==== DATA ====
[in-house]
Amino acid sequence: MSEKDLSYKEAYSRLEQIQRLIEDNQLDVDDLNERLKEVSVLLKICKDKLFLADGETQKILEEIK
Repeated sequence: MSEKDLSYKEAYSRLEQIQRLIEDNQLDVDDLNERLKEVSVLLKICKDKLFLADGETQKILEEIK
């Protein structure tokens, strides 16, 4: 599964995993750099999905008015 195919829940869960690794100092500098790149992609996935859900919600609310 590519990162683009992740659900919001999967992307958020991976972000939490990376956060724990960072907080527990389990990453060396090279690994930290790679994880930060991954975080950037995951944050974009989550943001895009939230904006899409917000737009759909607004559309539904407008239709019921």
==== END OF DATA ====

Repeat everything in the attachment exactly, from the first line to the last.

[in-house]
Amino acid sequence: MSEKDLSYKEAYSRLEQIQRLIEDNQLDVDDLNERLKEVSVLLKICKDKLFLADGETQKILEEIK
Repeated sequence: MSEKDLSYKEAYSRLEQIQRLIEDNQLDVDDLNERLKEVSVLLKICKDKLFLADGETQKILEEIK
């Protein structure tokens, strides 16, 4: 599964995993750099999905008015 195919829940869960690794100092500098790149992609996935859900919600609310 590519990162683009992740659900919001999967992307958020991976972000939490990376956060724990960072907080527990389990990453060396090279690994930290790679994880930060991954975080950037995951944050974009989550943001895009939230904006899409917000737009759909607004559309539904407008239709019921």